Best-selling journalist Antony Loewenstein trav­els across Afghanistan, Pakistan, Haiti, Papua New Guinea, the United States, Britain, Greece, and Australia to witness the reality of disaster capitalism. He discovers how companies such as G4S, Serco, and Halliburton cash in on or­ganized misery in a hidden world of privatized detention centers, militarized private security, aid profiteering, and destructive mining.

Disaster has become big business. Talking to immigrants stuck in limbo in Britain or visiting immigration centers in America, Loewenstein maps the secret networks formed to help cor­porations bleed what profits they can from economic crisis. He debates with Western contractors in Afghanistan, meets the locals in post-earthquake Haiti, and in Greece finds a country at the mercy of vulture profiteers. In Papua New Guinea, he sees a local commu­nity forced to rebel against predatory resource companies and NGOs.

What emerges through Loewenstein’s re­porting is a dark history of multinational corpo­rations that, with the aid of media and political elites, have grown more powerful than national governments. In the twenty-first century, the vulnerable have become the world’s most valu­able commodity. Disaster Capitalism is published by Verso in 2015 and in paperback in January 2017.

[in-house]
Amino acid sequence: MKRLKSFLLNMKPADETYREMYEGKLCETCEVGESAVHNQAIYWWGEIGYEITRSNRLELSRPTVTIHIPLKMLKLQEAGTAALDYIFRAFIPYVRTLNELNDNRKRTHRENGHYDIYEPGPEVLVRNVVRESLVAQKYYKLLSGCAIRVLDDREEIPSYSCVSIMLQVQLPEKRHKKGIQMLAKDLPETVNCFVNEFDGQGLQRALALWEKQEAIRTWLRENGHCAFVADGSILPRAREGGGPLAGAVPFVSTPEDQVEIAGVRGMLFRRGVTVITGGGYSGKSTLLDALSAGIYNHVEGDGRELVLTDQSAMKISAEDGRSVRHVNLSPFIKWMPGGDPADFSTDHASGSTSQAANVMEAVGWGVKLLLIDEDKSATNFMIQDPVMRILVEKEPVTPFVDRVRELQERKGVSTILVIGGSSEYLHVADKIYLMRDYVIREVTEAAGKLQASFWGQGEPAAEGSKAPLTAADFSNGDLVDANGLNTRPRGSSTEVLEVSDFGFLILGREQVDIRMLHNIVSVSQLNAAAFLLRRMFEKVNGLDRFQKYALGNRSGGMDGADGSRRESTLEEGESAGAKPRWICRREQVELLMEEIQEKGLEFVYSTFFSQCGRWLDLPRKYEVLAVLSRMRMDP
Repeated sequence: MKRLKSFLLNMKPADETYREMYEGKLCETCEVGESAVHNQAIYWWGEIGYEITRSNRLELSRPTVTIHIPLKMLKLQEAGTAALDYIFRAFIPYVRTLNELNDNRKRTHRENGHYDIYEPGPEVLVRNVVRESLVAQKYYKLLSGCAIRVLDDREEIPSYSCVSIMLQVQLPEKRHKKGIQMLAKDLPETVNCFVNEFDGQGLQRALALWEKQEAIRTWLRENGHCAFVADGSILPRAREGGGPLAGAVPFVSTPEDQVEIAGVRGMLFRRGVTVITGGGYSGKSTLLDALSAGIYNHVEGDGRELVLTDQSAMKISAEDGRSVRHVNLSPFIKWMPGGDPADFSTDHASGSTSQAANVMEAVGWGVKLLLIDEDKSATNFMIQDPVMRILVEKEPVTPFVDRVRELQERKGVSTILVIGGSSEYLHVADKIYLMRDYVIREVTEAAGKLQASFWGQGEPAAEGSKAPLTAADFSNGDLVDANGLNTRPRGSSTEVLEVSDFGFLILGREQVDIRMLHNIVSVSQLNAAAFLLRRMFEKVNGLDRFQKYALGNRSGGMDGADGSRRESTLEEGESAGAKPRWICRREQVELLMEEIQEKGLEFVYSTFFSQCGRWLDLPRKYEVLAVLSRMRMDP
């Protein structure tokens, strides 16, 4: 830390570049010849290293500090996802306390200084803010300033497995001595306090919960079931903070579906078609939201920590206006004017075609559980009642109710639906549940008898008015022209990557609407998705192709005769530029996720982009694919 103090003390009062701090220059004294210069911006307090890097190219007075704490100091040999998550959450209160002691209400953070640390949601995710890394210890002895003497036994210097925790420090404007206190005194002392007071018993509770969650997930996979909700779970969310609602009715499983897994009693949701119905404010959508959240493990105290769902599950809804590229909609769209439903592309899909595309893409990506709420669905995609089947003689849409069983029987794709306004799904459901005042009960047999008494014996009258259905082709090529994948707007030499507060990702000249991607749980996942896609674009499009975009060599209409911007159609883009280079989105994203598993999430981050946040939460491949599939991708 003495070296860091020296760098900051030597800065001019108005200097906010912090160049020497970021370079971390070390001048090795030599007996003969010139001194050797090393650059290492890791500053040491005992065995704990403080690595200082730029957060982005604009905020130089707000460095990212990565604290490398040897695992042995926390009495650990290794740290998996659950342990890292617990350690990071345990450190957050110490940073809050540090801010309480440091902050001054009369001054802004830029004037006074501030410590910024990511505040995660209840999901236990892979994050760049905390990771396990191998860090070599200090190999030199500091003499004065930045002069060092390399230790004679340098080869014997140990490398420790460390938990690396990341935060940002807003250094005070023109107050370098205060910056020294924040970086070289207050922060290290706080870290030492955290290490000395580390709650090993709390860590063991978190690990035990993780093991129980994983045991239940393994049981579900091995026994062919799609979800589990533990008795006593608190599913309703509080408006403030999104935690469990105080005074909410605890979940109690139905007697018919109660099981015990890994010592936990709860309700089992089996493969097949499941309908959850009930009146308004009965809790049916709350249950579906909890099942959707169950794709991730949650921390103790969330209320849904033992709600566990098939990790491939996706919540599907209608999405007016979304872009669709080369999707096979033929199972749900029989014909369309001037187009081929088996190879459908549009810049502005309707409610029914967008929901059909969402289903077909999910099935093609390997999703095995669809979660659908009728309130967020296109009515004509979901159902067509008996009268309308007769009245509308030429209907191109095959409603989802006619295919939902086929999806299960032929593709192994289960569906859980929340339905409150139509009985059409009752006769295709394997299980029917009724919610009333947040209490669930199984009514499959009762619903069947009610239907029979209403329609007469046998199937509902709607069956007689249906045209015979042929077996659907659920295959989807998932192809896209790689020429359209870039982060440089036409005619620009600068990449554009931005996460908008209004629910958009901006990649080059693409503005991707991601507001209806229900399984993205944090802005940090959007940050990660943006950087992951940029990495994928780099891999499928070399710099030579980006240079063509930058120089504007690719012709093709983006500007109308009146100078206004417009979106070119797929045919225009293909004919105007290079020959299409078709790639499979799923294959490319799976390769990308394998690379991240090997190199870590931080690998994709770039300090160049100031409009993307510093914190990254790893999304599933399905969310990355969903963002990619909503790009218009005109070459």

Profits_of_doom_cover_350Vulture capitalism has seen the corporation become more powerful than the state, and yet its work is often done by stealth, supported by political and media elites. The result is privatised wars and outsourced detention centres, mining companies pillaging precious land in developing countries and struggling nations invaded by NGOs and the corporate dollar. Best-selling journalist Antony Loewenstein travels to Afghanistan, Pakistan, Haiti, Papua New Guinea and across Australia to witness the reality of this largely hidden world of privatised detention centres, outsourced aid, destructive resource wars and militarized private security. Who is involved and why? Can it be stopped? What are the alternatives in a globalised world? Profits of Doom, published in 2013 and released in an updated edition in 2014, challenges the fundamentals of our unsustainable way of life and the money-making imperatives driving it. It is released in an updated edition in 2014.